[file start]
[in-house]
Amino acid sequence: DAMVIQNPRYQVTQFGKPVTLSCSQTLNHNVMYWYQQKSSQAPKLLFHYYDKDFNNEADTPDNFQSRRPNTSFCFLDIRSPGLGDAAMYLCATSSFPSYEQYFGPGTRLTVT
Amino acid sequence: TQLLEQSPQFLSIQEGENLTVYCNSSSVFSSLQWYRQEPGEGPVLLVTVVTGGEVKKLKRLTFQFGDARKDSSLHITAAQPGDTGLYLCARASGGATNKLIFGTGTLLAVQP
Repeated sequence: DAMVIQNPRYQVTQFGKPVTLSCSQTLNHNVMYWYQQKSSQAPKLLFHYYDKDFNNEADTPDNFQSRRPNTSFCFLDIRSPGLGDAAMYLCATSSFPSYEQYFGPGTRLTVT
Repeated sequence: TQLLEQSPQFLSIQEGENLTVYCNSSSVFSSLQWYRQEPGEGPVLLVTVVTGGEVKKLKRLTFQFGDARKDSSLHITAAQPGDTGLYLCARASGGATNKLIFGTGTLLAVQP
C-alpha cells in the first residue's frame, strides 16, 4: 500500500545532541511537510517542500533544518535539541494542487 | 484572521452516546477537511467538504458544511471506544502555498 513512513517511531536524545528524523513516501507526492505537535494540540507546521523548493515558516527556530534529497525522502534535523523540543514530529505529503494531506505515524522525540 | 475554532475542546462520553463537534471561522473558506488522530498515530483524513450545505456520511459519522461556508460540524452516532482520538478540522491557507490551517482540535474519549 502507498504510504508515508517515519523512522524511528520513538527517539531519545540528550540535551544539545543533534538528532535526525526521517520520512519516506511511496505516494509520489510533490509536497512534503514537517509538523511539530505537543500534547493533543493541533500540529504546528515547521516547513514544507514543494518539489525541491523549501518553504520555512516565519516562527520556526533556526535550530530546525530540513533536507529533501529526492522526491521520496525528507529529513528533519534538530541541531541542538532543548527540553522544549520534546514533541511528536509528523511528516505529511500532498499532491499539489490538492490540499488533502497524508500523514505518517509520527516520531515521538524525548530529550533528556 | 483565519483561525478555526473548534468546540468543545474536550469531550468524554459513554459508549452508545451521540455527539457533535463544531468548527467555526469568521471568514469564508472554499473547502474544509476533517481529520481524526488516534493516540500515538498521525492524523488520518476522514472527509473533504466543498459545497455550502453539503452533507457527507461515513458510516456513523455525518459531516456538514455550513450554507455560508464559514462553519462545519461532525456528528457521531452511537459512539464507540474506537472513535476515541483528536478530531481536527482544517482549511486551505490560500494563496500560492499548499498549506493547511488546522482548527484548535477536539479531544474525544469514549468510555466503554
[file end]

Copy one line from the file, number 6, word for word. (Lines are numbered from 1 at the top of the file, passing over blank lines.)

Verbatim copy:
C-alpha cells in the first residue's frame, strides 16, 4: 500500500545532541511537510517542500533544518535539541494542487 | 484572521452516546477537511467538504458544511471506544502555498 513512513517511531536524545528524523513516501507526492505537535494540540507546521523548493515558516527556530534529497525522502534535523523540543514530529505529503494531506505515524522525540 | 475554532475542546462520553463537534471561522473558506488522530498515530483524513450545505456520511459519522461556508460540524452516532482520538478540522491557507490551517482540535474519549 502507498504510504508515508517515519523512522524511528520513538527517539531519545540528550540535551544539545543533534538528532535526525526521517520520512519516506511511496505516494509520489510533490509536497512534503514537517509538523511539530505537543500534547493533543493541533500540529504546528515547521516547513514544507514543494518539489525541491523549501518553504520555512516565519516562527520556526533556526535550530530546525530540513533536507529533501529526492522526491521520496525528507529529513528533519534538530541541531541542538532543548527540553522544549520534546514533541511528536509528523511528516505529511500532498499532491499539489490538492490540499488533502497524508500523514505518517509520527516520531515521538524525548530529550533528556 | 483565519483561525478555526473548534468546540468543545474536550469531550468524554459513554459508549452508545451521540455527539457533535463544531468548527467555526469568521471568514469564508472554499473547502474544509476533517481529520481524526488516534493516540500515538498521525492524523488520518476522514472527509473533504466543498459545497455550502453539503452533507457527507461515513458510516456513523455525518459531516456538514455550513450554507455560508464559514462553519462545519461532525456528528457521531452511537459512539464507540474506537472513535476515541483528536478530531481536527482544517482549511486551505490560500494563496500560492499548499498549506493547511488546522482548527484548535477536539479531544474525544469514549468510555466503554